Prosecutors said the robbery was Sandoval's idea, and when Galindo and
Vela appeared ready to back out, Sandoval "was mad because he did not want
come all this way only 'to chicken out.'"
"Sandoval testified that he convinced them to go ahead with the plan and
rob the bank," according to the state's brief.
Another section of the appeal is about the electric chair, arguing that
it's cruel and unusual punishment.
But the Nebraska Supreme Court ruled in February after the appeal was
filed that electrocution is cruel and unusual punishment.
Electrocution was the state's only means of execution, and already Vela,
who pleaded guilty to 5 counts of 1st-degree murder, has asked his
sentence be changed from death to life imprisonment, citing the state's
lack of a constitutional method of execution.
The state Supreme Court said repeatedly in its ruling that it did not
strike the death penalty just electrocution as the method.
Attorney General Jon Bruning is studying other possible methods of
execution, and the Legislature will probably decide next year whether to
change the method to lethal injection.
One of the aggravators the state sought was that Sandoval had a
"substantial prior history of serious assaultive or terrorizing criminal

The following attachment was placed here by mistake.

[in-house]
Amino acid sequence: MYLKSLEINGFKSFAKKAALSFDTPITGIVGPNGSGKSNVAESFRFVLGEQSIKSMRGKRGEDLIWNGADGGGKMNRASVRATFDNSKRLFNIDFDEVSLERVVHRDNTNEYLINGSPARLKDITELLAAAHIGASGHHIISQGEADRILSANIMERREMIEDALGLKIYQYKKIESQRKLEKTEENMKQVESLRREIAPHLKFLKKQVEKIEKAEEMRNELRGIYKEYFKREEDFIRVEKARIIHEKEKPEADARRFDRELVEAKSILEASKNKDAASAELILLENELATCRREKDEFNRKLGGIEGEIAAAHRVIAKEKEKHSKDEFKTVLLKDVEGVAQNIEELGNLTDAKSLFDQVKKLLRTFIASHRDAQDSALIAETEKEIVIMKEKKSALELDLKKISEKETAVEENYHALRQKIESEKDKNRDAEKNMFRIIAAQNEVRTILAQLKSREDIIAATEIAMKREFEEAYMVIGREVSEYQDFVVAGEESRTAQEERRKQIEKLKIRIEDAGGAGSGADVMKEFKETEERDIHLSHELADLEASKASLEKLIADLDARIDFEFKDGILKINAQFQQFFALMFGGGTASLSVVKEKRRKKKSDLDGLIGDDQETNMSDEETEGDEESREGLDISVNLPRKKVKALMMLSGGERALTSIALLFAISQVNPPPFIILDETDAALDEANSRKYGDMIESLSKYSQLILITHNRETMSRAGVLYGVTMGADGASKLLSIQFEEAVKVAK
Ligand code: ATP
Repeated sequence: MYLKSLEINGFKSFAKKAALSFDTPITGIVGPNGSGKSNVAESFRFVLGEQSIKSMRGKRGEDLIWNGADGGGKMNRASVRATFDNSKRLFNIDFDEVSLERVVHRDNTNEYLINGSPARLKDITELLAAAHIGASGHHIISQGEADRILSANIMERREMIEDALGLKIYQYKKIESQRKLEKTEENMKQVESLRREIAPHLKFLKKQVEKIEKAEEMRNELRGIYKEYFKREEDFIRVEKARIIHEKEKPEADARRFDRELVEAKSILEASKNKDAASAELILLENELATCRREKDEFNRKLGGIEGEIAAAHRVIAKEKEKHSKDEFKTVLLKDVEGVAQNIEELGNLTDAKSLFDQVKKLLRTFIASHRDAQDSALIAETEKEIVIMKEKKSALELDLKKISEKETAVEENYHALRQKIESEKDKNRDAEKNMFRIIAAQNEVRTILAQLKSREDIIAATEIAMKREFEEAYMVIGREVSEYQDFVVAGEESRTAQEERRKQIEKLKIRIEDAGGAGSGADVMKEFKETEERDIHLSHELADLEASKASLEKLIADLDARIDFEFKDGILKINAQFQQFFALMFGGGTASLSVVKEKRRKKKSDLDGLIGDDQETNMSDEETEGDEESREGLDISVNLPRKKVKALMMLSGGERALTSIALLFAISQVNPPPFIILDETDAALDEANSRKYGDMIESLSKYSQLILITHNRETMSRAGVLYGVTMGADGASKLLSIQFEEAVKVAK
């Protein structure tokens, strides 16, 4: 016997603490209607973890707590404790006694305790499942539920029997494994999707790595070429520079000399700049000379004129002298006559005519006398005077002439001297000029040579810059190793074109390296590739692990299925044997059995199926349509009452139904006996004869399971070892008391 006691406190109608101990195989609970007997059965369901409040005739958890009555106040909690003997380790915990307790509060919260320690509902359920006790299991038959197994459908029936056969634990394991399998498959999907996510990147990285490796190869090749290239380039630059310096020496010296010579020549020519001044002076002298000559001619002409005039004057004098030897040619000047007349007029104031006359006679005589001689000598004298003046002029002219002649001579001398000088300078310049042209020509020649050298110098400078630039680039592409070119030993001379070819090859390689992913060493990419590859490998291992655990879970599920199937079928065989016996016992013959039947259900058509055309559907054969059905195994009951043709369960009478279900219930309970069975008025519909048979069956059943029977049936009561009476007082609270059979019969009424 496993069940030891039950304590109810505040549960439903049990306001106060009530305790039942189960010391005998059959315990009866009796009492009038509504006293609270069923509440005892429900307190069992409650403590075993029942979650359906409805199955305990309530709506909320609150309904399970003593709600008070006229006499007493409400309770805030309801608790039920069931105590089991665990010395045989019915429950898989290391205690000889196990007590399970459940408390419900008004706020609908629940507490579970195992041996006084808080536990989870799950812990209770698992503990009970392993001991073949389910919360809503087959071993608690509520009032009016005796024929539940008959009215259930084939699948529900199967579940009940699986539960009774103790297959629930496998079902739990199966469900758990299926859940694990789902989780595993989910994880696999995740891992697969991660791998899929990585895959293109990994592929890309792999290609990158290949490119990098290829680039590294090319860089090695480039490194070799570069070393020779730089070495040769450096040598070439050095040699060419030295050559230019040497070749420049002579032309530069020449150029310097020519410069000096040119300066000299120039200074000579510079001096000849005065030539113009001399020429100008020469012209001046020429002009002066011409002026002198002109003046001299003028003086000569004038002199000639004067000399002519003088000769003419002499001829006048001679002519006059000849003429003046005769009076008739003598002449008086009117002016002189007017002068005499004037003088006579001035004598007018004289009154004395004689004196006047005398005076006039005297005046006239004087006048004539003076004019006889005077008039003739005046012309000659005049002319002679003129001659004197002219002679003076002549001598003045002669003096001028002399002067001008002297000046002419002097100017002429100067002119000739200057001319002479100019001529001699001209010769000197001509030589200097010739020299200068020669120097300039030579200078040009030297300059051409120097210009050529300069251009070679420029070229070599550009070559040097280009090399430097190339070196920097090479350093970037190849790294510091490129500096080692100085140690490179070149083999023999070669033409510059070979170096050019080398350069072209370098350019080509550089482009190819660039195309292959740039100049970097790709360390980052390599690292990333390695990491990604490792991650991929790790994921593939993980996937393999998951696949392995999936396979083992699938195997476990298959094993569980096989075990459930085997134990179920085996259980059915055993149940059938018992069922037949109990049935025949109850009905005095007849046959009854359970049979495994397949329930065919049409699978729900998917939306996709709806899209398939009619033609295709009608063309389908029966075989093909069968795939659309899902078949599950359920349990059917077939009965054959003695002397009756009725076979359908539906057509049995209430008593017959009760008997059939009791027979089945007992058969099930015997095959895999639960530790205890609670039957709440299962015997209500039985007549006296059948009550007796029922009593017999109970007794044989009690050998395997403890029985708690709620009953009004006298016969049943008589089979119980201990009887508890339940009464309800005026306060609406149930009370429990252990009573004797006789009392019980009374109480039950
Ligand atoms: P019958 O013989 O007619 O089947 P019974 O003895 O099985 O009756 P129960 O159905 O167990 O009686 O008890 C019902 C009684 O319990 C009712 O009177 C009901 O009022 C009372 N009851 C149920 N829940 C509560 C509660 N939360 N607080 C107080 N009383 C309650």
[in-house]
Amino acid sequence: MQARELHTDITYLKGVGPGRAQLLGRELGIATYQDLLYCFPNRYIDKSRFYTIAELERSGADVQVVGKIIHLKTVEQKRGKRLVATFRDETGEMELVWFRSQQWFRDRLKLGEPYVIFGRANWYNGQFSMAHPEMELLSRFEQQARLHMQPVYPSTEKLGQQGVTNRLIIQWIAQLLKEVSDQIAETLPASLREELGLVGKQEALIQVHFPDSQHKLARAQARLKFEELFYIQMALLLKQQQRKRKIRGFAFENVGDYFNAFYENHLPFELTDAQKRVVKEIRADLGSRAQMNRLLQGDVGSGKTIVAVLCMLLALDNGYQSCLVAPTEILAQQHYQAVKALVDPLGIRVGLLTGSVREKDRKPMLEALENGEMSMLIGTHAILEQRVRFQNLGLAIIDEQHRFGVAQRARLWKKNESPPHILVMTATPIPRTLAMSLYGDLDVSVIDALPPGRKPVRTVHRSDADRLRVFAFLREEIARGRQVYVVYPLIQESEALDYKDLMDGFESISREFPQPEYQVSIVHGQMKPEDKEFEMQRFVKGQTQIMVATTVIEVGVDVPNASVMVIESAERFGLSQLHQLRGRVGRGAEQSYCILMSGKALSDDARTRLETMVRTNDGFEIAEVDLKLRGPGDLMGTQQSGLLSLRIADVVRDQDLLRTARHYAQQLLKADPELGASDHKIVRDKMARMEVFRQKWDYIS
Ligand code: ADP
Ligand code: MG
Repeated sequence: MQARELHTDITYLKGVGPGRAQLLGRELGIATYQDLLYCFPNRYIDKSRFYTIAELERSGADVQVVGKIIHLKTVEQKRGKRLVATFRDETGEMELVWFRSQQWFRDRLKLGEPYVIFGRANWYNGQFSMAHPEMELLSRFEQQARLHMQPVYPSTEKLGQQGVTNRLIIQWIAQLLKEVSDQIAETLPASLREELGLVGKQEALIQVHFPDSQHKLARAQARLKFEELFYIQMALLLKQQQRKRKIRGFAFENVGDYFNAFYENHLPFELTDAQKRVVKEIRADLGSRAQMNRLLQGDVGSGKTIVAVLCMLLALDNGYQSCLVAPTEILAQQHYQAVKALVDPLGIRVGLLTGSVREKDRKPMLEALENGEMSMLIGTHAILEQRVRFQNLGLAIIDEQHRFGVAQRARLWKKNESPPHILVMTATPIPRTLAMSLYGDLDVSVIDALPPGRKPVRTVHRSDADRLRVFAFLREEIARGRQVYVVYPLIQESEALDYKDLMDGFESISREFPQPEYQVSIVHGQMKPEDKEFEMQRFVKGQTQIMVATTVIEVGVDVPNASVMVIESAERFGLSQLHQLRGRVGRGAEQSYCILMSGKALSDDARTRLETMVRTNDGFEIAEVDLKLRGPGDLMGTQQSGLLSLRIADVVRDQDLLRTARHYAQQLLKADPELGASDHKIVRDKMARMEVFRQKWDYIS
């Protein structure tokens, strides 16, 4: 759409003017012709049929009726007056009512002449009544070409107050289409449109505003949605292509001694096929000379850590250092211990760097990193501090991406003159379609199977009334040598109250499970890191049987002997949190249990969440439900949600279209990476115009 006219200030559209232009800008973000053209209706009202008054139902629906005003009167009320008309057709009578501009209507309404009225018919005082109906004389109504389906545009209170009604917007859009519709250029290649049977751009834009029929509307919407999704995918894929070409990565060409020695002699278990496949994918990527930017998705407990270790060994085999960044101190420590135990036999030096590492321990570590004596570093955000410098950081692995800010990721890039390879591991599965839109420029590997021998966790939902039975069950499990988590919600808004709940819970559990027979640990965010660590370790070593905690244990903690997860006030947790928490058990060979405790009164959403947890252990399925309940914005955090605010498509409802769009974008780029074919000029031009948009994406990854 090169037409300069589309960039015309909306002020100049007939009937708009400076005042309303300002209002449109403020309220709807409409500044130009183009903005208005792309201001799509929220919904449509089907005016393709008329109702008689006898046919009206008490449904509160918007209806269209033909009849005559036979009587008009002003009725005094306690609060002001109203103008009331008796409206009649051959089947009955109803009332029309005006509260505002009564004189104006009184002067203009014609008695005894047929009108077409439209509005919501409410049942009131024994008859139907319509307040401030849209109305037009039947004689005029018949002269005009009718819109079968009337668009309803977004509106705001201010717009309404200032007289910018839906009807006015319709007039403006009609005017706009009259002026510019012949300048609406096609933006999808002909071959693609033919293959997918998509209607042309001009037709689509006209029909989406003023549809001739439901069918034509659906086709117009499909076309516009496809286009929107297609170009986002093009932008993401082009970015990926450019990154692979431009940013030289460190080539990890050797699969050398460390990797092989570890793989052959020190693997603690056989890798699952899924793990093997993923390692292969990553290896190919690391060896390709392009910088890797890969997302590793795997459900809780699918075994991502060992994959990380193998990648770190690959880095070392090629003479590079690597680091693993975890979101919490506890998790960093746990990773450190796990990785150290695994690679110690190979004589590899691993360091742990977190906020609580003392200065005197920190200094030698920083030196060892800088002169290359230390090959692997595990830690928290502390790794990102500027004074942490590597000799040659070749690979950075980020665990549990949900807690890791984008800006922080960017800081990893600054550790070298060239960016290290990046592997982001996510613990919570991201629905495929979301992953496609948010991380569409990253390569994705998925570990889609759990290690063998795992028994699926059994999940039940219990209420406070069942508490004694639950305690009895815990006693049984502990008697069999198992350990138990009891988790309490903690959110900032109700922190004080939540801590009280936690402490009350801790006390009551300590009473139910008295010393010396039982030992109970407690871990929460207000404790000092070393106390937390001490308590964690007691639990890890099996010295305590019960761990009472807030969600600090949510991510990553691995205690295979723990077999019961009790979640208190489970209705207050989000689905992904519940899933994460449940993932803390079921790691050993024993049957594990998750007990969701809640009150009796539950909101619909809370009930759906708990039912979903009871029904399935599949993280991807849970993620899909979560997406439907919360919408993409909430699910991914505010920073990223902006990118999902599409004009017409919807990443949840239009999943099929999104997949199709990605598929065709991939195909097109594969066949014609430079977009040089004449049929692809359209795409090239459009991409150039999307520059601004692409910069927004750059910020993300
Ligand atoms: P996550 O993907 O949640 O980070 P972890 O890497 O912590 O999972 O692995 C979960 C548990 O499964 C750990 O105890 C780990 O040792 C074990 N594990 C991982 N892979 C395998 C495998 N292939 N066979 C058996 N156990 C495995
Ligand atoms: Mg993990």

Earlier this year, Sandoval pleaded guilty to murdering Travis Lundell and
Robert Pearson months before the bank slayings.
Lundell's murder was linked to Sandoval, Vela, Galindo and Rodriguez
during the U.S. Bank investigation. Lundell's body was found in a shallow
grave outside Norfolk in March 2003. He disappeared in August 2002, about
a month before the bank murders.
Sandoval contacted prosecutors about Pearson's murder last year and
eventually led officials to where Pearson was buried. Pearson disappeared
in January 2002.
Sandoval said in court that his conversion to Christianity compelled him
to come forward about Pearson's and Lundell's murders. Sandoval received 2
life sentences for those murders.
(source: Associated Press)
A quarter-century marriage to a man behind bars----A thoughtful,
successful Omaha woman leads what seems a normal life. But long ago she
forged a lasting bond in California with a man from a different universe:
the Aryan Brotherhood prison gang.
The summer after her 1st year of law school, Pamela Dowden dug a red
calico sundress out of her closet and left her apartment in Sacramento. It
was a hot, shadeless morning. She drove her orange Datsun pickup out of
town as Phoebe Snow sang a wistful version of "Don't Let Me Down" on the
She threaded through hills of dry grass and oaks, pulling up to the gray
battlements of Folsom State Prison. A guard escorted her through the east
Pam looked at the 30-foot-tall granite walls, the iron-strap gates, the
gothic watchtower looming like some storybook witch.
She smiled when she saw Robert in the visiting yard.M
"Hi, Bait," he said, wrapping his powerful arms around her.
"Bait" was short for "dragon bait," which is a princess. It came from
their favorite Tom Robbins novel, "Still Life With Woodpecker," about a
love affair between a liberal princess and an outlaw.